In the Centenary Test in 1977, Lillee's 11-wicket haul set up a 45-run victory for Australia. In 1981, he rose to the occasion twice after Australia had been bowled out for low scores. Against West Indies at the MCG, Australia had been bowled out for just 198, with Kim Hughes making a superb century. Lillee responded with an exceptional spell at the end of the first day, removing Viv Richards off the last ball of the day, leaving West Indies at 10 for 4. He eventually ended up with his best bowling figures of 7 for 83, leading Australia to a victory. In the first Test at Perth, his 5 for 18 helped Australia bowl out Pakistan for 62 after they themselves had made just 180.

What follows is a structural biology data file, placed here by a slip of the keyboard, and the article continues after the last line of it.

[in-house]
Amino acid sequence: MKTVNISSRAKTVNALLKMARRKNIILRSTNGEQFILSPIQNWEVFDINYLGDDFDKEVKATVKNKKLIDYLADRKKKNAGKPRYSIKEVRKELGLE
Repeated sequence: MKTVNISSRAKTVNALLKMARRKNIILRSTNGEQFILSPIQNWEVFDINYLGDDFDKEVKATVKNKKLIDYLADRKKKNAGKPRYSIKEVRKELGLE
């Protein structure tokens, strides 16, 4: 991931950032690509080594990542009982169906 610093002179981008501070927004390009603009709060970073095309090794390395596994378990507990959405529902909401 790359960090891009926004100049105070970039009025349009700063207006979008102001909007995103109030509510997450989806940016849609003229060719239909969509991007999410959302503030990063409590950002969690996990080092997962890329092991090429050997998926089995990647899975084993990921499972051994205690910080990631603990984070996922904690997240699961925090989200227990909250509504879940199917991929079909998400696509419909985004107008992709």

Lillee was a brilliant bowler to top-order batsmen and accounted for the best batsmen in the opposition regularly. He dismissed Viv Richards and David Gower nine times, though the player who succumbed to him most often was England's wicketkeeper Allan Knott (12 times). Dennis Amiss, who averaged more than 70 against the West Indies, was very ordinary against Lillee. He averaged below seven in the eight innings he was dismissed by Lillee, making three ducks and just one score over 10. Lillee was most successful under Greg Chappell's captaincy, picking up 199 wickets in 38 Tests. Fittingly, he retired along with Chappell and Marsh at the SCG in 1984, after picking up a wicket off his last ball.
The Lillee-Rodney Marsh combination is the most successful bowler-keeper pairing in Tests. Marsh took 95 catches off Lillee's bowling in 69 matches, which is five more than the Mcgrath-Adam Gilchrist combination.